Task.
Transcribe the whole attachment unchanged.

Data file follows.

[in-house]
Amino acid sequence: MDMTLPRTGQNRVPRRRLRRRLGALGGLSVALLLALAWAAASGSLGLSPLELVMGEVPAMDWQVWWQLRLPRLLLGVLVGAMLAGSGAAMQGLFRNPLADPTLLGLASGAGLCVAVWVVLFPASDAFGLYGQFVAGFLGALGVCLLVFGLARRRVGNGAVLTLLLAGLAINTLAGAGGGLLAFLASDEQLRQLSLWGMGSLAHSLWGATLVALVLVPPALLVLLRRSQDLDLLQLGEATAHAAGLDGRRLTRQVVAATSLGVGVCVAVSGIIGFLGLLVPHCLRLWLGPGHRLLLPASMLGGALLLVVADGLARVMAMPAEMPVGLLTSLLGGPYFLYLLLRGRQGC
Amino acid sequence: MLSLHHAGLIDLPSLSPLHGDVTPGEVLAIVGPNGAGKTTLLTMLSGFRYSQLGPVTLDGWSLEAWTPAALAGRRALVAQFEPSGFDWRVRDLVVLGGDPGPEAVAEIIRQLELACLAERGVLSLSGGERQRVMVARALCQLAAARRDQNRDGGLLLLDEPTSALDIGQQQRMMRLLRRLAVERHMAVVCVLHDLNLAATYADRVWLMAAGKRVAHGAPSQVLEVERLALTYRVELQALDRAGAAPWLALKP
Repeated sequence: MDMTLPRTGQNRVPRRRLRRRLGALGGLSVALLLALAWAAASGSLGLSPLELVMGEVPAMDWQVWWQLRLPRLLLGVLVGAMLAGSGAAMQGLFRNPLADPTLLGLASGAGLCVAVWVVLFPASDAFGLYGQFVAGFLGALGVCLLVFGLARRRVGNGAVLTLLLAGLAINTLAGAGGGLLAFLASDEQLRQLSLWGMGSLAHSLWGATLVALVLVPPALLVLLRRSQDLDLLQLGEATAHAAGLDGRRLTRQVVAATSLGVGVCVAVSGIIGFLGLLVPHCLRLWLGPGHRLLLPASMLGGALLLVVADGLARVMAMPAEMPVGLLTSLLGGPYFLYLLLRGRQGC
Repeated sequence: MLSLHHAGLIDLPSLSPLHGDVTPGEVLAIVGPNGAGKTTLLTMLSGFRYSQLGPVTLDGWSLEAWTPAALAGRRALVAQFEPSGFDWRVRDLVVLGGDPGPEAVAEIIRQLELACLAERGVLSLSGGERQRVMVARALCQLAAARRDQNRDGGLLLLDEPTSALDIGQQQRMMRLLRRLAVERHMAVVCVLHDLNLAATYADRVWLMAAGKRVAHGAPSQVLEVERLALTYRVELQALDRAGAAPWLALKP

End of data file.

[in-house]
Amino acid sequence: MDMTLPRTGQNRVPRRRLRRRLGALGGLSVALLLALAWAAASGSLGLSPLELVMGEVPAMDWQVWWQLRLPRLLLGVLVGAMLAGSGAAMQGLFRNPLADPTLLGLASGAGLCVAVWVVLFPASDAFGLYGQFVAGFLGALGVCLLVFGLARRRVGNGAVLTLLLAGLAINTLAGAGGGLLAFLASDEQLRQLSLWGMGSLAHSLWGATLVALVLVPPALLVLLRRSQDLDLLQLGEATAHAAGLDGRRLTRQVVAATSLGVGVCVAVSGIIGFLGLLVPHCLRLWLGPGHRLLLPASMLGGALLLVVADGLARVMAMPAEMPVGLLTSLLGGPYFLYLLLRGRQGC
Amino acid sequence: MLSLHHAGLIDLPSLSPLHGDVTPGEVLAIVGPNGAGKTTLLTMLSGFRYSQLGPVTLDGWSLEAWTPAALAGRRALVAQFEPSGFDWRVRDLVVLGGDPGPEAVAEIIRQLELACLAERGVLSLSGGERQRVMVARALCQLAAARRDQNRDGGLLLLDEPTSALDIGQQQRMMRLLRRLAVERHMAVVCVLHDLNLAATYADRVWLMAAGKRVAHGAPSQVLEVERLALTYRVELQALDRAGAAPWLALKP
Repeated sequence: MDMTLPRTGQNRVPRRRLRRRLGALGGLSVALLLALAWAAASGSLGLSPLELVMGEVPAMDWQVWWQLRLPRLLLGVLVGAMLAGSGAAMQGLFRNPLADPTLLGLASGAGLCVAVWVVLFPASDAFGLYGQFVAGFLGALGVCLLVFGLARRRVGNGAVLTLLLAGLAINTLAGAGGGLLAFLASDEQLRQLSLWGMGSLAHSLWGATLVALVLVPPALLVLLRRSQDLDLLQLGEATAHAAGLDGRRLTRQVVAATSLGVGVCVAVSGIIGFLGLLVPHCLRLWLGPGHRLLLPASMLGGALLLVVADGLARVMAMPAEMPVGLLTSLLGGPYFLYLLLRGRQGC
Repeated sequence: MLSLHHAGLIDLPSLSPLHGDVTPGEVLAIVGPNGAGKTTLLTMLSGFRYSQLGPVTLDGWSLEAWTPAALAGRRALVAQFEPSGFDWRVRDLVVLGGDPGPEAVAEIIRQLELACLAERGVLSLSGGERQRVMVARALCQLAAARRDQNRDGGLLLLDEPTSALDIGQQQRMMRLLRRLAVERHMAVVCVLHDLNLAATYADRVWLMAAGKRVAHGAPSQVLEVERLALTYRVELQALDRAGAAPWLALKP